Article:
“I am thoroughly enjoying my online teaching,” said Anil about his History lessons for the Class 11 and 12 students.
“I prepare well, make my power points with essential text and lots of pictures from Google. My students enjoy it. They even raise questions. The submission, correction, and returning of the assignments are also so convenient. Thanks to track-changes and comments, everything is so neat and orderly. Reading my handwriting was a challenge for some students.”
“But what would you do if you had to teach Chemistry?” I queried. “Would it be the same? What happens to practical classes – test-tubes, salts, acids – how would you handle those on Zoom?”
“And what about the dance and drama classes?” I retorted.
“Ah yes, we have to think through this carefully to move from online teaching to online education,” he said thoughtfully.
The COVID-19 crisis has created another pandemic – the proliferation of different strains of online sessions and a spate of webinars on practically any subject you can think about. The academic community is buzzing with activity in its new WFH (work from home) avatar. The lockdown seems no dampener to their creativity or spirits.
In the interest of public health and the need to ‘restart’ education, we as a society are confronted with some hard questions, regarding the choices we must make in keeping school enrolment, skill development, and higher education from faltering. The rapid and widespread use of Information and Communications Technology (ICT) in every realm today, has made its utilisation the preferred choice during the global health emergency we confront. Going the online way is even being touted as the natural road to the future of education – in its broadest sense.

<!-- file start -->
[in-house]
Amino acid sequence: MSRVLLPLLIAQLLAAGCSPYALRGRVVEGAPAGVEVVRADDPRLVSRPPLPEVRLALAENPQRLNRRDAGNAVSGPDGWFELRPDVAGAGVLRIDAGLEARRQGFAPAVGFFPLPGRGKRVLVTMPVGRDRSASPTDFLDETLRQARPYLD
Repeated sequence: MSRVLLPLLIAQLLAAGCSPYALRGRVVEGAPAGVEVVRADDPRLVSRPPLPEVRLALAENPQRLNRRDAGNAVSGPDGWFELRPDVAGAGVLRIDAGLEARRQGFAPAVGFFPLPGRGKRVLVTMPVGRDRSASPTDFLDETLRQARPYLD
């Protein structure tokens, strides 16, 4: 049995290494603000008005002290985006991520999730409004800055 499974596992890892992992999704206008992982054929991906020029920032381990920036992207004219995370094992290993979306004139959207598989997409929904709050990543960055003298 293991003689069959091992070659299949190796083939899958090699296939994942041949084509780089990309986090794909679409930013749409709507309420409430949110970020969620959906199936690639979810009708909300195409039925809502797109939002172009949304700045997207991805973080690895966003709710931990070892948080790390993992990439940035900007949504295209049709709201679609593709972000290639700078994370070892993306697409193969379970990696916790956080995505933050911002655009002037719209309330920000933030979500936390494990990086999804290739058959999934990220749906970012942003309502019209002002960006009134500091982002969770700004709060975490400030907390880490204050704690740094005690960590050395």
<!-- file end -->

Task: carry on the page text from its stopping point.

But is this vision valid across the whole learning community? The teachers and the taught? The providers and the recipients, so to speak. What might be the limitations and short-comings of blindly adopting online teaching?
Context of the providers
Let’s start with the provider - teachers. Here we include all those in school and college and all the other academic and research institutions – striving to perform their duties in this new physically distanced, yet seemingly face-to-face virtual reality.
Many teachers are very handicapped when it comes to using the new technologies and interfaces. Typing on a laptop using a qwerty keyboard can be daunting if you have been a pen-pusher most of your life. It can be a struggle to write a page on a Word document when compared to the ease of using chalk or felt pen on a black or whiteboard.
For those who have graduated from the Biblical method (‘seek and ye shall find’!) to touch-typing on the keyboard there is another extreme. This is most evident in the Power-Point presentations which display 500 words on one slide in 10-point Times Roman font. Some teachers and most academics arrogantly give a go-by to the fact that there are some ‘rules’ and ‘norms’ in using these new formats.
Next comes the recording and online presentations where the teacher’s demeanour is on display. If these are not undertaken with professional oversight, and institutional support, there are the obvious errors of the position of the webcam, the volume of the audio, and so on.
Then there are the embarrassing facial grimaces and lack of eye contact which get magnified and remain etched in the minds of the viewers much more than when similar actions are exhibited face-to-face. After all, very few teachers had to pass screen tests during their job interviews.
So, the point is that teachers – at all levels – need to learn about the technology and etiquette of online teaching. They must be willing to attend demonstration sessions and realise that being an online teacher requires some of the talents of a TV star to be effective.
Presentation notwithstanding, teachers also need more importantly to make more efforts and examine the large body of research already available about online teaching. The big takeaway lesson is that teachers need to be innovative and use tools that will build class periods differently and thus create more engagement with the ‘remote’ student.
Such efforts need to be viewed by teachers as investments, because health emergencies and disasters will continue to be with us even when, hopefully, they will not take the global pandemic proportions of COVID-19.